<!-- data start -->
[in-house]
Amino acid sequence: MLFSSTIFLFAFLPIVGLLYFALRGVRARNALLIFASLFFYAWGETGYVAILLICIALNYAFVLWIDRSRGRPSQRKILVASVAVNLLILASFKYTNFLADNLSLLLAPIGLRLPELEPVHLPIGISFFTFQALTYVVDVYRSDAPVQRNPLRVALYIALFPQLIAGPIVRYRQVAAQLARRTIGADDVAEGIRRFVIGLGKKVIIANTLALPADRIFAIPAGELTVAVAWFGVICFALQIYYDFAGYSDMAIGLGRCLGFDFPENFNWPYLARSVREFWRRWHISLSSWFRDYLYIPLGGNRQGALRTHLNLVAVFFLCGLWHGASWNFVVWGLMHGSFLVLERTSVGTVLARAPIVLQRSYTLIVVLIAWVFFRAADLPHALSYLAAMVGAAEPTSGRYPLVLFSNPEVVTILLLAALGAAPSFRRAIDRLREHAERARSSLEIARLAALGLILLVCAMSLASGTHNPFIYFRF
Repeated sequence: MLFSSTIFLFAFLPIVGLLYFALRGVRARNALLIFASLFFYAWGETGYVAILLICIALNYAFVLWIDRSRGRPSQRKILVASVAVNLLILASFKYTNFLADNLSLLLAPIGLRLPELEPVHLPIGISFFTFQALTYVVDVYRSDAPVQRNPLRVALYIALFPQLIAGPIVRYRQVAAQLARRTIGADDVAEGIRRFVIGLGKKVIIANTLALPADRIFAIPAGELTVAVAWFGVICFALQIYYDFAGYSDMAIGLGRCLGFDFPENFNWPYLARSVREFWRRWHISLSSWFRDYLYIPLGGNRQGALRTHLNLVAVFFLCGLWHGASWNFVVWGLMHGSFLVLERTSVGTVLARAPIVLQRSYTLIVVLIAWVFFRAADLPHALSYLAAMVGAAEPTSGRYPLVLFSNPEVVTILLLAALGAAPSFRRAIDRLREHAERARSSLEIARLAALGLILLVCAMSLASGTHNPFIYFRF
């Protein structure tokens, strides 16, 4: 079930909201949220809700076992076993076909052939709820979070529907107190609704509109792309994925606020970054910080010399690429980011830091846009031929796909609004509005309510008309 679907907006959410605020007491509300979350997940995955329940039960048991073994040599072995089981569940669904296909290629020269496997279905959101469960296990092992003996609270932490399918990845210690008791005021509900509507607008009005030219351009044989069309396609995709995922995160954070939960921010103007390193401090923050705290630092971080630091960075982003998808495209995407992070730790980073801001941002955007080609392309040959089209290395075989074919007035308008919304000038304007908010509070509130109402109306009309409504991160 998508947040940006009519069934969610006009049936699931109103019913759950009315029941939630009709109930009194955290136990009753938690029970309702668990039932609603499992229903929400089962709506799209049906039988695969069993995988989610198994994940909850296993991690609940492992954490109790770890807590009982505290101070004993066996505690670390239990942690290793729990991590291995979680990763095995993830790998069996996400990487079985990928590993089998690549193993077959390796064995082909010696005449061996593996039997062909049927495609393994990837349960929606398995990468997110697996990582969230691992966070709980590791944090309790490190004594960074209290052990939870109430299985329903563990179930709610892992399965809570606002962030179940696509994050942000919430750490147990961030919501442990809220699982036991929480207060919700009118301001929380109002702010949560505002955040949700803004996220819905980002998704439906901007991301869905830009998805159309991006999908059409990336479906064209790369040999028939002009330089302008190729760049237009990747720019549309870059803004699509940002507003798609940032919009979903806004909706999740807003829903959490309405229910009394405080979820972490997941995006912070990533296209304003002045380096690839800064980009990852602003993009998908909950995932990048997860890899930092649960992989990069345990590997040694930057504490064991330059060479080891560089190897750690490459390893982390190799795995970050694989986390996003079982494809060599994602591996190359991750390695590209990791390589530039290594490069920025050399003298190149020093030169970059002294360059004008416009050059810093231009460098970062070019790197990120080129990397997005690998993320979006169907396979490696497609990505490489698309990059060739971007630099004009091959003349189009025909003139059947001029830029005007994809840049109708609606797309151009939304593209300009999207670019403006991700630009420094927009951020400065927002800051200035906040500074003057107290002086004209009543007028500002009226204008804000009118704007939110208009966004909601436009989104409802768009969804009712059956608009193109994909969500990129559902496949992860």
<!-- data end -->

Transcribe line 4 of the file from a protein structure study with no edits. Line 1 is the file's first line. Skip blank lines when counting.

């Protein structure tokens, strides 16, 4: 079930909201949220809700076992076993076909052939709820979070529907107190609704509109792309994925606020970054910080010399690429980011830091846009031929796909609004509005309510008309 679907907006959410605020007491509300979350997940995955329940039960048991073994040599072995089981569940669904296909290629020269496997279905959101469960296990092992003996609270932490399918990845210690008791005021509900509507607008009005030219351009044989069309396609995709995922995160954070939960921010103007390193401090923050705290630092971080630091960075982003998808495209995407992070730790980073801001941002955007080609392309040959089209290395075989074919007035308008919304000038304007908010509070509130109402109306009309409504991160 998508947040940006009519069934969610006009049936699931109103019913759950009315029941939630009709109930009194955290136990009753938690029970309702668990039932609603499992229903929400089962709506799209049906039988695969069993995988989610198994994940909850296993991690609940492992954490109790770890807590009982505290101070004993066996505690670390239990942690290793729990991590291995979680990763095995993830790998069996996400990487079985990928590993089998690549193993077959390796064995082909010696005449061996593996039997062909049927495609393994990837349960929606398995990468997110697996990582969230691992966070709980590791944090309790490190004594960074209290052990939870109430299985329903563990179930709610892992399965809570606002962030179940696509994050942000919430750490147990961030919501442990809220699982036991929480207060919700009118301001929380109002702010949560505002955040949700803004996220819905980002998704439906901007991301869905830009998805159309991006999908059409990336479906064209790369040999028939002009330089302008190729760049237009990747720019549309870059803004699509940002507003798609940032919009979903806004909706999740807003829903959490309405229910009394405080979820972490997941995006912070990533296209304003002045380096690839800064980009990852602003993009998908909950995932990048997860890899930092649960992989990069345990590997040694930057504490064991330059060479080891560089190897750690490459390893982390190799795995970050694989986390996003079982494809060599994602591996190359991750390695590209990791390589530039290594490069920025050399003298190149020093030169970059002294360059004008416009050059810093231009460098970062070019790197990120080129990397997005690998993320979006169907396979490696497609990505490489698309990059060739971007630099004009091959003349189009025909003139059947001029830029005007994809840049109708609606797309151009939304593209300009999207670019403006991700630009420094927009951020400065927002800051200035906040500074003057107290002086004209009543007028500002009226204008804000009118704007939110208009966004909601436009989104409802768009969804009712059956608009193109994909969500990129559902496949992860």